Tyler Bank pleaded several defenses to the suit, but under our view of the case, we need only discuss the issue of whether the Tyler Bank was a "drawee bank" as presented by the pleadings and evidence of Saunders. The solution of such issue necessarily requires this Court to determine whether under the record in this case the Tyler Bank is a drawee bank within the meaning of Article 342-704, supra. If it is, then without question under the facts in this case, it is liable. See Carder v. Tyler Bank & Trust Co., D.C., 132 F. Supp. 495, affirmed 5 Cir., 224 F.2d 687, certiorari denied 350 U.S. 913, 76 S. Ct. 197, 100 L. Ed. 801. At the close of the evidence offered by both parties, Saunders filed a motion for instructed verdict and as grounds therefor alleged that each draft had been sent to the bank in due course, and that when the Tyler Bank failed to deposit each draft in the mail to be returned to the Forwarding Bank within twenty four hours after each draft had been received, or when the Tyler Bank refused to honor each draft within twenty four hours, such failure or refusal constituted an acceptance of the drafts by the Tyler Bank, and by virtue of such acceptance the Tyler Bank became absolutely liable for the amount thereof.

The position of the Tyler Bank on this question is clearly stated in its motion for instructed verdict. The motion was filed at the close of Saunders' evidence and before the Tyler Bank introduced any evidence. *41 The relevant portions of the motion were as follows:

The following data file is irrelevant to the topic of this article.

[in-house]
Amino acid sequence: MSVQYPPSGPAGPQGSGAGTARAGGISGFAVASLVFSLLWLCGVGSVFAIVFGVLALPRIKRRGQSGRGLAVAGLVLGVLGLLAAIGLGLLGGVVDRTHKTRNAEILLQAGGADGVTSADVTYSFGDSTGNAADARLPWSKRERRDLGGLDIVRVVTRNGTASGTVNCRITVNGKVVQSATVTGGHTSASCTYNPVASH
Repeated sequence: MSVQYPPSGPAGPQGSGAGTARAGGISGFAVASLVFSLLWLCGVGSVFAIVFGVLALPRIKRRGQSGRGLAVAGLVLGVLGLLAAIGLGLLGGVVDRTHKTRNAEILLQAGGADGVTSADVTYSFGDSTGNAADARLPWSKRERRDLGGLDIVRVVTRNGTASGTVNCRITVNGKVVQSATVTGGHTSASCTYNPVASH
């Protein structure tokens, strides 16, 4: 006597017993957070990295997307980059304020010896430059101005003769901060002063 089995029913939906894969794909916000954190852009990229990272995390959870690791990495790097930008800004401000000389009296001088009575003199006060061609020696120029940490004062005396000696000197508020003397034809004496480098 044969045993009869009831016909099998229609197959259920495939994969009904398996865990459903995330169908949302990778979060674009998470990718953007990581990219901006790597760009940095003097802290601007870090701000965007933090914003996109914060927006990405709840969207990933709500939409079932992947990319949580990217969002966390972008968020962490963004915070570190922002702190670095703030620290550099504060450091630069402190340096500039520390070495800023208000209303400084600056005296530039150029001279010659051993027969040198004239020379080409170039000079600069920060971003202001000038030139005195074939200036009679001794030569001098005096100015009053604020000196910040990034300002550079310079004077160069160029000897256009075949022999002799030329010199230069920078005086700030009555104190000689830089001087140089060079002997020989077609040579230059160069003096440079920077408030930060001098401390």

"I. "That the Plaintiffs have wholly failed to show any liability of Tyler Bank & Trust Company to said Plaintiffs. "II. "That the only pleadings of the Plaintiffs and the only evidence introduced in the case as the basis of any claimed liability of the Tyler Bank & Trust Company to the Plaintiffs is upon and by virtue of ten certain drafts and the failure of the Tyler Bank & Trust Company to return said drafts within twenty four hours after its receipt thereof in alleged violation of the provisions of Article 342-704, and said drafts do not come within the terms of such statute in that the drafts in question here were drawn upon Shaw Packing Company and not upon Tyler Bank & Trust Company and the Tyler Bank & Trust Company was not a drawee bank in fact and within the contemplation of such statute and the provisions of such Article apply only to items handled by a drawee bank."